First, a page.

Documenting Ourselves to Death

NOTE: See opening note for previous posting. THIS IS UNEDITED.

Documenting Ourselves to Death
by R.B.(?)

Yet, dotted everywhere,
Ironic points of light
Flash out wherever the Just
Exchange their messages:

– from W.H. Auden’s “September 1, 1939″

Phillip Rahv and Dwight Macdonald, George Orwell’s transatlantic co-thinkers, with the author of 1984, contributed a great sense of immediacy and solidarity for many with Partisan Review. One cannot know how much meaningful action its published pieces led to, but the publication should, nevertheless, be praised. For being well-intentioned, and the product of talented, highly experienced and daring, engaged citizens.

The same can be said for many efforts and accomplishments today in the realm of publishing. Ditto, respecting radical cinema and conferences arranged to discuss institutional change. But, these days, articles, books, films, summits, conferences, politically-centered songs and all of their first cousins concerned with making a difference are, for the most part, merely helping to document us to death. We are, in fact, documenting and entertaining ourselves to death. In lieu of taking meaningful action in solidarity. [Where is he going? "Oh, he's got to meet his publisher's new deadline." Where's she going? "Don't you know about that conference she's headlining?" Where are you going? "Please, surely you understand the demands associated with my career in cinema. I have to document the demonstration, don't I?"]

Oh, yes, of course, there are plenty of examples of enraged, engaged citizens taking to the streets and participating in other actions. The Occupy Movement is the most obvious, recent example to cite, perhaps. But such efforts* make up a minimal percentage of those securing and/or providing information on a regular basis. Meaning, there are a great number of concerned citizens getting news routinely from alternative media outlets, and a fairly big group discussing the latest scandal that’s come down the pike, etc. — at regular meetings, or in passing — but the figures for that demographic are relatively large when contrasted with the trifle few who are doing anything (that holds significant potential) on an ongoing basis. And that is what we must have, if we are serious about forcing institutional change.

*It is essential to also discuss which efforts are following obsolete paradigms for change too. ‘Shotgun sharing’ courtesy of high tech gadgets (with generic pleas) won’t do.

The potential for the desired, fresh momentum in solidarity, as I see it, is partly a function of people being able to connect with one another, to respond to what’s published, etc. To have a shot at suggesting to an author or others how the thrust of a piece — a plea for action — could be addressed. How a specific recommendation might be implemented. To stimulate the creativity in one and all. And so on. Not to be satisfied with creating in career comfort in some crepuscular corner, socializing and settling for fighting the good fight.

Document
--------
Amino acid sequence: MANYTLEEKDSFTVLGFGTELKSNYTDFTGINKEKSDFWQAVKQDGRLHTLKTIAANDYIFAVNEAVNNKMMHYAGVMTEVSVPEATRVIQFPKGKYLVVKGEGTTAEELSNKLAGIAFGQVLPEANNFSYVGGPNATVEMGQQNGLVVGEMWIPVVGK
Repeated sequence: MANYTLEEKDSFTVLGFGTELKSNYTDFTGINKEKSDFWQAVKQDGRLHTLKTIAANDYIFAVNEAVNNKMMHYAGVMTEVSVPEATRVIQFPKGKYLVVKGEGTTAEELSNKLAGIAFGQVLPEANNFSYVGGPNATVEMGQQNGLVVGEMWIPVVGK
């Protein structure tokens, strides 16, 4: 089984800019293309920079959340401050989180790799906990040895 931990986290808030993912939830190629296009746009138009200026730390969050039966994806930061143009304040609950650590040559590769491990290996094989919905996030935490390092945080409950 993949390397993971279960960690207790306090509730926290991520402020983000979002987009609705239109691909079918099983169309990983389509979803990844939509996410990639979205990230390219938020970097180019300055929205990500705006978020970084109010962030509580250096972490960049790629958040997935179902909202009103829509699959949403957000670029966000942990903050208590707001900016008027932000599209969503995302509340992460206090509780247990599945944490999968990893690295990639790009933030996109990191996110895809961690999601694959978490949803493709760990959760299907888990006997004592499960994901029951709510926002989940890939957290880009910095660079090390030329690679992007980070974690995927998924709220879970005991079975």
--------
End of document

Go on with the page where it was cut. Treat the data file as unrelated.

But what do we have? For starters, check out, if you will, the number of articles in alternative online postings which do not provide contact information. Why is it that an author on fire might not make easy access routine? Readers need to be nurtured, enthusiastic responses cared for, with direction given, or at least some natural, back and forth made possible. In some cases, as with high profile celebrities, public contributions are the beginning and end of their responsibility (in their eyes). But those individuals could easily set up channels for dealing with healthy feedback, grassroots excitement, energy. If career considerations and personal privacy and the like weren’t their primary priorities exclusively.

Francis Ford Coppola once told me (on the closed set of Peggy Sue Got Married), in response to a question about what was important for directors, that one had “to learn to husband one’s resources.” Yes, we all have to do that. And to lose any opportunity to engage with others who want to move in solidarity is to move in the opposite direction, to be wasteful in a way that we cannot afford at this juncture. Excuses about being inundated with high tech communications should not be invoked; there are multiple ways to screen unwanted missives, to get down with what’s worthy of one’s heartbeats.

In one of his letters to the Partisan Review, Orwell gave his office address and home telephone number and issued an open invitation to any readers of the magazine to come and call upon him. I am doing pretty much the same here. And I trust that others will follow suit. For we do not want to continue merely documenting ourselves to death in lieu of taking action in solidarity which will be meaningful and ongoing. And for that we must encourage contact above and beyond what’s going on at present.

It is of the utmost importance that signals sent out — alluded to in Auden’s poem — be honored. That they be picked up and returned by those in a position to receive and then retransmit them. And that optimal use be made of the original transmitter. We must share an “affirming flame.”